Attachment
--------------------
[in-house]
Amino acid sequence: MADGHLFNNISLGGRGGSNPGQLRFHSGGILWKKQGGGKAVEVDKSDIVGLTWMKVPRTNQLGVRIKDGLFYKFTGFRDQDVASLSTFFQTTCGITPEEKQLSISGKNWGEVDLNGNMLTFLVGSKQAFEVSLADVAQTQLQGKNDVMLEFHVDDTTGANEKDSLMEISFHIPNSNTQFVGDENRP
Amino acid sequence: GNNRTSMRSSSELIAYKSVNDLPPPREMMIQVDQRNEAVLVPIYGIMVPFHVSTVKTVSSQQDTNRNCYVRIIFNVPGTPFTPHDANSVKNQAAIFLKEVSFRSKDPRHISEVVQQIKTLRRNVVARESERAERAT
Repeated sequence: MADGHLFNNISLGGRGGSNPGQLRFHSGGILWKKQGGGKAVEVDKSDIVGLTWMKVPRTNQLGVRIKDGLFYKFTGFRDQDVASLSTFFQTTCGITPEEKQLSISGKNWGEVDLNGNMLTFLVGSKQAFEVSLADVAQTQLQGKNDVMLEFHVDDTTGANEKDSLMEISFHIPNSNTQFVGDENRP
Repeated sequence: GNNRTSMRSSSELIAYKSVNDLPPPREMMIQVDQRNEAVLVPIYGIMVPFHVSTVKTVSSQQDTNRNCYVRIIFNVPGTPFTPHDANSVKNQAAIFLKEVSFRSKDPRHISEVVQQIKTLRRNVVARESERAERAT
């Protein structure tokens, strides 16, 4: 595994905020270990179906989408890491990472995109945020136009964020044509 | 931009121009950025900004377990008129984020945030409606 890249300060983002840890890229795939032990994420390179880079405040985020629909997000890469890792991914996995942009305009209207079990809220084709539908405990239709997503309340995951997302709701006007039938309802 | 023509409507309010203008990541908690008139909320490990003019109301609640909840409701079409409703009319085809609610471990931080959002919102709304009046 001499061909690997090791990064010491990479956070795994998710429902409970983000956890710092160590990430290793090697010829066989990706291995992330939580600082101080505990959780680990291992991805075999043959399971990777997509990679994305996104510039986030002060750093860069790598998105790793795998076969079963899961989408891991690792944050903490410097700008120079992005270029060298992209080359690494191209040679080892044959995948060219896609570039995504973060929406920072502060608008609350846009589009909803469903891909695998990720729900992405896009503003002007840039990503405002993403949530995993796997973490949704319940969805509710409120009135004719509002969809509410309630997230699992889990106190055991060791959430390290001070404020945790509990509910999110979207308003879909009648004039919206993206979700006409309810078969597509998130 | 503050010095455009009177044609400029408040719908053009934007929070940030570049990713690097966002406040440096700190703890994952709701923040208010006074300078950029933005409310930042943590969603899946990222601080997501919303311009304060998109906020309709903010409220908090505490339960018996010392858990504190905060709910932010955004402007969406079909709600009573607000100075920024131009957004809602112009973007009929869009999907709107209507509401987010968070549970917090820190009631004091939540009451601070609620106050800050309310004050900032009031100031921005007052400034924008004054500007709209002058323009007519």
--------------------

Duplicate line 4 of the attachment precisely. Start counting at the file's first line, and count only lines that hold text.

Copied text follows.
Repeated sequence: MADGHLFNNISLGGRGGSNPGQLRFHSGGILWKKQGGGKAVEVDKSDIVGLTWMKVPRTNQLGVRIKDGLFYKFTGFRDQDVASLSTFFQTTCGITPEEKQLSISGKNWGEVDLNGNMLTFLVGSKQAFEVSLADVAQTQLQGKNDVMLEFHVDDTTGANEKDSLMEISFHIPNSNTQFVGDENRP